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May 18th, 2018 by

spousal IRA

A spousal IRA — funded for a spouse who earns little or no income — offers an opportunity to help keep the retirement savings of both spouses on track. It also offers a larger potential tax deduction for a married couple.

Being a stay-at-home mom or dad, or working part-time to help take care of the children, can make a big contribution to the balance and well-being of a family. Unfortunately, time out of the workforce could put the caregiving spouse at a disadvantage when it comes to retirement savings.

Making Contributions to Spousal IRA

For 2018 tax years, an individual with earned income can contribute up to $5,500 to his or her own IRA. Also, you can contribute up to $5,500 more to a spouse’s IRA — regardless of whether the spouse works or not. There are a few rules. The couple’s combined earned income must exceed both contributions and the couple must file a joint tax return. You can make an additional $1,000 catch-up contribution a spouse who is age 50 or older.

If neither spouse actively participates in an employer-sponsored retirement plan, contributions to a traditional IRA are fully tax deductible. However, if one or both are active participants, tax deductibility for joint filers phases out at a modified adjusted gross income (MAGI) of $101,000 to $121,000 for a participating spouse and $189,000 to $199,000 for a nonparticipating spouse. Thus, some participants in workplace plans who earn too much to deduct an IRA contribution for themselves may still be able to deduct an IRA contribution for a nonparticipating spouse.

Contributions to a Roth IRA are not tax deductible regardless of participation in a workplace plan. However, eligibility to contribute to a Roth IRA phases out for joint filers with a MAGI of $189,000 to $199,000 in 2018.

Distributions from traditional IRAs are taxed as ordinary income. They may be subject to a 10% federal income tax penalty if withdrawn prior to age 59½. Roth IRA contributions can be withdrawn penalty-free and tax-free at any time. However, a Roth IRA distribution must meet the five-year holding requirement and take place after age 59½.

Smart Planning Starts Early!

Your family should be setting goals early for retirement. Let me show you how to get the most from your retirement planning. Contact me for a FREE retirement strategy consultation at my office in Upper Marlboro, MD. Contact me 1-833-313-7233.

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March 12th, 2018 by

Contributing to a Roth IRA or a designated Roth account in an employer retirement plan do not reduce current income, but qualified withdrawals are generally free of federal income tax as long as they meet certain conditions. Moreover, withdrawals from a Roth IRA can tax-free and penalty-free at any time, for any reason.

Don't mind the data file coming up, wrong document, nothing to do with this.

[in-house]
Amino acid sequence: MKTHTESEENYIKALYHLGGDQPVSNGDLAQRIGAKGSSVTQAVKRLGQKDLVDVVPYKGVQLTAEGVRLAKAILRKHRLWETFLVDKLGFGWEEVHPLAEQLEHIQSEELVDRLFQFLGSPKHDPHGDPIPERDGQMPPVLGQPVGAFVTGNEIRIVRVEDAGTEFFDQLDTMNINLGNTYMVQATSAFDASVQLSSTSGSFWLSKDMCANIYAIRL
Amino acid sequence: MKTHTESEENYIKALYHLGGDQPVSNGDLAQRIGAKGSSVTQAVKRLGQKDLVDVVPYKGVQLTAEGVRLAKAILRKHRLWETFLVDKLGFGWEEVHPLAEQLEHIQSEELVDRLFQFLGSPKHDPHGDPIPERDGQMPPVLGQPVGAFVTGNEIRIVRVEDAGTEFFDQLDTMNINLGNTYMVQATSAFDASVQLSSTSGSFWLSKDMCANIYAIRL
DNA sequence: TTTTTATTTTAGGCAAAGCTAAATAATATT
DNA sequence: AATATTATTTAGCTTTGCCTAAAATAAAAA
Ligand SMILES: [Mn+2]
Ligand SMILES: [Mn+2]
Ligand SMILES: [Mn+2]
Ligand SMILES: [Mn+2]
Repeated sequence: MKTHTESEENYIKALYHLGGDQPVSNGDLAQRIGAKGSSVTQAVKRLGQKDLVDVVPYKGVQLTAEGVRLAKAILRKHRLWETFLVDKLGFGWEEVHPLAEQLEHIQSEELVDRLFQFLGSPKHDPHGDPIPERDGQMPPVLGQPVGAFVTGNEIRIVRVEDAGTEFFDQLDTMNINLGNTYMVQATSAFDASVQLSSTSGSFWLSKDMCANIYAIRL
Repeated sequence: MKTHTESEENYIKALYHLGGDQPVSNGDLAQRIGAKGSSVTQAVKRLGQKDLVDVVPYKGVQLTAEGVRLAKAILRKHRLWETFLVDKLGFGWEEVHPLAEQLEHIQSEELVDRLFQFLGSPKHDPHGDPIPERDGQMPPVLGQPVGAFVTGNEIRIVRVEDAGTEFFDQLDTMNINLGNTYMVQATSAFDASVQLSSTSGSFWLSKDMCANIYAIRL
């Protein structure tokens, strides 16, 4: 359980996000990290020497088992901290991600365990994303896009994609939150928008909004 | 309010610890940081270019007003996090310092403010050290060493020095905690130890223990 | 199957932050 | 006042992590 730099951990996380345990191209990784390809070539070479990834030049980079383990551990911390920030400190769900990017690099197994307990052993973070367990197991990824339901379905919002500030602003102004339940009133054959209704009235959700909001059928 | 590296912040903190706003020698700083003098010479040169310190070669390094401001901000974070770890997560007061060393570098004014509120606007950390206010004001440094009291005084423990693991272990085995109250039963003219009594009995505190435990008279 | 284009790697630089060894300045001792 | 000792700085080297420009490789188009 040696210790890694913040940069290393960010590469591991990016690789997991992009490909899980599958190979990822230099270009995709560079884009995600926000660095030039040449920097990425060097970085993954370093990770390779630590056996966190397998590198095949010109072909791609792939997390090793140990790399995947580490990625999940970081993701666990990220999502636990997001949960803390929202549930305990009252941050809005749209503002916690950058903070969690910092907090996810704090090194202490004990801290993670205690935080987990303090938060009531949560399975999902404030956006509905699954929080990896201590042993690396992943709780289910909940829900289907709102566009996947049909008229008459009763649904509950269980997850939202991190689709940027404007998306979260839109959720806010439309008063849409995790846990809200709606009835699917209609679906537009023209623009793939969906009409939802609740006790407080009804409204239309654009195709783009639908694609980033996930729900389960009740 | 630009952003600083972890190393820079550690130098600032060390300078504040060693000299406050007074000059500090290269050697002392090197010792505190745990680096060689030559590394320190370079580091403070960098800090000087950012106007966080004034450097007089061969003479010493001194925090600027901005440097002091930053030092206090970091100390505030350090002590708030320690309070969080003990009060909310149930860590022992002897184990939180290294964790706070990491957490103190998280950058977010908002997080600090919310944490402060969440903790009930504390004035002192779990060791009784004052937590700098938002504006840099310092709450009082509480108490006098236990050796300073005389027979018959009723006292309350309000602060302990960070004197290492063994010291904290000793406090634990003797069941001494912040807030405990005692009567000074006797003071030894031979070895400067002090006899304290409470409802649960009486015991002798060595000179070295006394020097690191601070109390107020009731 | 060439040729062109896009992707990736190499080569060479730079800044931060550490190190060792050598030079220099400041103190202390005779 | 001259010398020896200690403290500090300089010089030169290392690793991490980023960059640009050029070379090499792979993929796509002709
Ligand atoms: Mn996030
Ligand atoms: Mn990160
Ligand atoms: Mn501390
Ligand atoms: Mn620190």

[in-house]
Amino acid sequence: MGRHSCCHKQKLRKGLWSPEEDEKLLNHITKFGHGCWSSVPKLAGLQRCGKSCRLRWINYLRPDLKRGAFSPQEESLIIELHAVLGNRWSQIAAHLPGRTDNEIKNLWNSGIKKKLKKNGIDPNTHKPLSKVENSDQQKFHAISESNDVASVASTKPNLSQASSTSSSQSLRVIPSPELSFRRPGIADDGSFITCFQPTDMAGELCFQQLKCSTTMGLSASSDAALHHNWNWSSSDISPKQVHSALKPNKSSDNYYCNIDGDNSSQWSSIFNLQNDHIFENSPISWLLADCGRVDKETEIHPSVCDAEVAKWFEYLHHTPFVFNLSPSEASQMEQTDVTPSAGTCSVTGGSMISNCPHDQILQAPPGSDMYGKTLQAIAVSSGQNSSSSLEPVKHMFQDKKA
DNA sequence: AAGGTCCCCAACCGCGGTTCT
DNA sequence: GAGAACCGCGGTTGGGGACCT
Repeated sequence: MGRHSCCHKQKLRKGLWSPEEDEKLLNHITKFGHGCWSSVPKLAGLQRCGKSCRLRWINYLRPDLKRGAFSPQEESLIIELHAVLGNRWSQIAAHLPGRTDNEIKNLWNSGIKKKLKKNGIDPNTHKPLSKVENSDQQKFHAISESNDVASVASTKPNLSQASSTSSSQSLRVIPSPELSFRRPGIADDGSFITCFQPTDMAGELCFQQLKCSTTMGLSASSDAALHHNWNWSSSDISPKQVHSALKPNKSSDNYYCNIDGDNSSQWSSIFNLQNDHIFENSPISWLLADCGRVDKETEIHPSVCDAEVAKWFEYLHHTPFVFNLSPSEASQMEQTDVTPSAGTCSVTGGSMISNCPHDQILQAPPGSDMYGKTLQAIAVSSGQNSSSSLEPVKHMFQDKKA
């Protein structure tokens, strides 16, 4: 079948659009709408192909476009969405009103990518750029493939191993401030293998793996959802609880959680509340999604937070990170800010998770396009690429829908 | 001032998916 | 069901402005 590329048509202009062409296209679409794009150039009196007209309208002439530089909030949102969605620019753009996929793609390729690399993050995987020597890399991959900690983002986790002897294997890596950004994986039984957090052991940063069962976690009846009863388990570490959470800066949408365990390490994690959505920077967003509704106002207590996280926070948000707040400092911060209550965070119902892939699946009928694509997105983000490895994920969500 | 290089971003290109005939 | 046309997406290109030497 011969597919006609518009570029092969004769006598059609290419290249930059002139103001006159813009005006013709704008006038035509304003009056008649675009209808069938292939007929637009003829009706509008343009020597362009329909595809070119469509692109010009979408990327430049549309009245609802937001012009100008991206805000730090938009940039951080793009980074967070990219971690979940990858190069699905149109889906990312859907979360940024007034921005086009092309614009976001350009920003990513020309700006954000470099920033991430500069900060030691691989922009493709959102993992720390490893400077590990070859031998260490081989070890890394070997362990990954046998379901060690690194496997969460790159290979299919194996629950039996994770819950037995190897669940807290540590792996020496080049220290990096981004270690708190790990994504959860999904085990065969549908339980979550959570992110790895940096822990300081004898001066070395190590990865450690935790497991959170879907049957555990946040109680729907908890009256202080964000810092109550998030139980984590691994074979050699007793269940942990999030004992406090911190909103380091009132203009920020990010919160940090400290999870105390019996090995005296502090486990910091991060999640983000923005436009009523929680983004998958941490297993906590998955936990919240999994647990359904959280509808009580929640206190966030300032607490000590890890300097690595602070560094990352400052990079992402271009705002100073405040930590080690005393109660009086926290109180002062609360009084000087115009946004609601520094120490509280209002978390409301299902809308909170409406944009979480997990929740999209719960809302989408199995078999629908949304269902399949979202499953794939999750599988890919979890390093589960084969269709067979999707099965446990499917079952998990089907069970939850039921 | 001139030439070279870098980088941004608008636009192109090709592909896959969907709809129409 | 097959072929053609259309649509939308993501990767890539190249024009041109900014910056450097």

Repositioning Your Retirement Dollars

  • If you have a traditional IRA but prefer the advantages of a Roth, you can open a Roth IRA and make contributions to either or both accounts. However, you are subject to the combined annual contribution limit.
  • You could also convert all or part of your traditional IRA money to a Roth IRA. You can convert contributions to an employer’s retirement plan to a designated Roth account if the plan allows for conversions.
  • Conversions of monies to a Roth account are subject to federal income tax in the year of conversion. Under current tax law and if you meet all conditions, the Roth account will incur no further income tax liability for the rest of your lifetime.
  • The prospect of a substantial tax bill can be daunting, but paying taxes now may be a worthwhile tradeoff for potential tax-free growth and tax-free income in retirement. And because you do not have to take required minimum distributions (RMDs) from a Roth IRA, you have more flexibility when taking withdrawals.
  • To make the tax liability of a Roth conversion more manageable, you could spread out smaller conversions over several years. Recharacterizations should take place by October 15 of the year following the tax year of the conversion.

Contribution and Distribution Rules

  • Eligibility to contribute to a Roth IRA phases out at higher income levels. (Income limits also apply for tax-deductible contributions to a traditional IRA if you’re an active participant in an employer plan.) IRA contributions for 2017 can be made up to the April 2018 tax filing deadline; however, employer-plan contributions and Roth IRA conversions for 2017 must be made by December 31.
  • To qualify for tax-free and penalty-free withdrawals, distributions from a Roth IRA or a Roth employer plan account must meet a five-year holding requirement and take place after age 59½ (with some exceptions).
  • RMDs from traditional IRAs and employer-sponsored retirement plans (including Roth accounts) must start in the year you turn 70½.
  • Beneficiaries of all IRAs and employer plans generally must start taking RMDs in the year after the original account owner’s death.

These things get confusing!

With multiple accounts in different places, it can get a bit confusing to know what to do with your monies. Let me show you how to get the most from your retirement planning. Contact me for a FREE retirement strategy consultation at my office in Upper Marlboro, MD. Contact me 1-833-313-7233.

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